New Brunswick

2nd presumptive case of COVID-19 announced in N.B.

New Brunswick's chief medical officer of health, Dr. Jennifer Russell gave an update on COVID-19, the novel coronavirus, Saturday morning.

The first case of COVID-19 in the province was announced on Wednesday

Dr. Jennifer Russell, chief medical officer of health, has announced a second presumptive case of COVID-19 in New Brunswick. (CBC)

There is a second presumptive case of COVID-19 in the province. 

Dr. Jennifer Russell, New Brunswick's chief medical officer of health, made the announcement during a Saturday morning update.

She said this case involves a man between the ages of 50 and 60 who was a close contact with the person involved in the first case and had not travelled himself.

He is from the southeast part of the province. 

"While I know some New Brunswickers may be very concerned about the second case, this is not unexpected," said Russell.

The first case of COVID-19 in New Brunswick was a woman who had travelled to France. That case was announced on Wednesday.  

"The pattern that we are seeing across Canada with travel-related cases is that we expect to see small clusters of close contacts," she said.

Russell said the testing was done at the Dr. Georges-L.-Dumont Hospital in Moncton and sent to Winnipeg's National Microbiology Laboratory for confirmation. 

2nd 'presumptive' COVID-19 case recorded in New Brunswick, top doctor says

CBC News New Brunswick

1 year ago
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Dr. Jennifer Russell, chief medical officer of health, announced a second presumptive case of COVID-19 in New Brunswick on Saturday. 1:27

Russell said both people are in self-isolation and all their close contacts have been traced and informed.

Public Health is in touch with anyone that was a close contact on a daily basis.

No public contact

"As soon as you have been identified as a close contact you're in the system. You're going to be spoken to over the phone every day making sure that you don't have a temperature, making sure that you don't have a cough, making sure you don't have any symptoms at all." 

She said if anyone had been in contact with the public the information would be released, but that is not the case.

"If there were any broader concerns about exposure we would be telling you that." 

Only people with symptoms are being tested for COVID-19.

"Testing for COVID-19 happens when you have symptoms," said Russell. "Testing when there are no symptoms will not tell you if you have COVID-19 and can not be used to clear you return to work or school."

COVID-19 symptoms consist of a cough, fever and shortness of breath, Russell said.

"If we get a new case I would expect it to be travel-related case or somebody in very, very close contact with that person. And by close contact, it's usually a household family member."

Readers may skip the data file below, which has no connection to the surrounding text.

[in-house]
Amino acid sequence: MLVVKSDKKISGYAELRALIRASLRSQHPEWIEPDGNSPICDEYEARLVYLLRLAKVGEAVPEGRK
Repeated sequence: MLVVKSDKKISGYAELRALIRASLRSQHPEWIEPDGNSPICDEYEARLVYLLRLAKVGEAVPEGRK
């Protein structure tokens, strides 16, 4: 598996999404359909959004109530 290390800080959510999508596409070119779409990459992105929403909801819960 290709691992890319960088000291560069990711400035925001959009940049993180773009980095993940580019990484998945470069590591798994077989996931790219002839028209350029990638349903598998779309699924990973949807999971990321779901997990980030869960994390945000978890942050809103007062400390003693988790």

Limit travel

Premier Blaine Higgs announced Friday night public schools will be closed in New Brunswick for two weeks because of the coronavirus outbreak. That came at the recommendation of an all-party committee. 

Russell said Friday she would support the government if it decided to close public schools. 

On Saturday, Russell said her advice is to cancel or postpone all non-essential travel outside of Canada.

"This means reconsidering your vacation, sporting and entertainment events, large international conferences and other elective travel."

Russell said cancelling or postponing non-essential travel was particularly important for older adults and people with underlying medical conditions who are at a higher risk for developing a severe disease.

"By making the choice to stay home and not travel you are protecting yourself and your family and doing your part to help us slow the spread of coronavirus and protect the most vulnerable in our communities," she said.

Russell said those who travel abroad may be subject to the measures other countries are taking and the trip may end up lasting longer than expected.

Call 811 

Russell advises anyone with symptoms of  COVID-19 to call Tele-Care 811. But those who don't have any symptoms are advised to seek information on the Public Health Agency of Canada's website or to call 1-833-784-4397.

On Friday Russell said the Tele-Care 811 line was "pretty much jam-packed" with people calling about their health and seeking direction.

When asked about the possible set up of coronavirus screening stations, Russell said the regional health authorities will be dealing with it, if necessary. 

What to do if you have any symptoms?

Symptoms of coronavirus can include fever or cough. In this case, residents should:

  • Stay at home.
  • Immediately call Tele-Care 811.

  • Describe symptoms and travel history.

  • Follow instructions carefully.

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